Ramón and Maya Ruins: An Ecological, not an Economic, RelationJ. D. H. Lambert and J. T. ArnasonScience
New Series, Vol. 216, No. 4543 (Apr. 16, 1982), pp. 298-299
Observations on Maya Subsistence and the Ecology of a Tropical TreeCharles M. PetersAmerican AntiquityVol. 48, No. 3 (Jul., 1983), pp. 610-615
Did the Maya Build Forests of Breadnut Trees?
The breadnut tree (Brosimum alicastrum) is an important species of tree that grows in the wet and dry tropical forests of Mexico and Central America, as well as in the Caribbean Islands. Also known as the ramón tree, asli or Cha Kook in the Mayan language, the breadnut tree usually grows in regions that are between 300 and 2,000 meters (1,000-6,500 feet) above sea level. The fruits have a small, elongated shape, similar to apricots, although they are not particularly sweet.The seeds are edible nuts which can be ground and used in porridge or for flour.
THE BREADNUT TREE AND THE MAYA
The breadnut tree is one of the dominant species of plants in the tropical Maya forest. Not only its density very high around ancient ruined cities, particularly in the Guatemalan Petén, but it can reach a height of around 40 m (130 ft), producing abundant yields and with several harvests possible in one year. For this reason, it is often still planted by modern Maya near their homes.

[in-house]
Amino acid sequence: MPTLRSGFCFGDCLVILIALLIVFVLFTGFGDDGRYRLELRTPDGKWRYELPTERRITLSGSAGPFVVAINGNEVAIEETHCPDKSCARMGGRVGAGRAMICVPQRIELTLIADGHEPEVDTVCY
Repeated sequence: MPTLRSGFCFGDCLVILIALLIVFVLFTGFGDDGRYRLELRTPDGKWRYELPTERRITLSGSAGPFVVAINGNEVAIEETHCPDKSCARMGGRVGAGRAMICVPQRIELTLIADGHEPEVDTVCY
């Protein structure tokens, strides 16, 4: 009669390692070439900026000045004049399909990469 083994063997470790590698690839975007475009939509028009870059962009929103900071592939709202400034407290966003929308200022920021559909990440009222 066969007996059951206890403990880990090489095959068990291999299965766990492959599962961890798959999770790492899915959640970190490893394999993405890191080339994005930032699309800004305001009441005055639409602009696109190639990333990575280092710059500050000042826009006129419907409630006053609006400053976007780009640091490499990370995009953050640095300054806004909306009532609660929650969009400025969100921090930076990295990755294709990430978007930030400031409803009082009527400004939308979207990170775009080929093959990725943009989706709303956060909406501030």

The widespread presence of this tree near ancient Maya cities has been explained variously as:
- The trees could be the result of a human-manicured or even deliberately-managed tree farming (agro-forestry). If so, it is likely that the Maya first simply avoiding cutting the trees down, and then eventually replanted breadnut trees near their habitations so that now they propagate more easily
- It is also possible that the breadnut tree simply grows well in the limestone soils and rubble fill near ancient Maya cities, and the residents took advantage of that
- The presence could also be the result of small animals such as bats, squirrels, and birds which eat the fruits and seeds and facilitate their dispersion in the forest
THE BREADNUT TREE AND MAYA ARCHAEOLOGY
The role of the breadnut tree and its importance in ancient Maya diet has been at the center of many debates…
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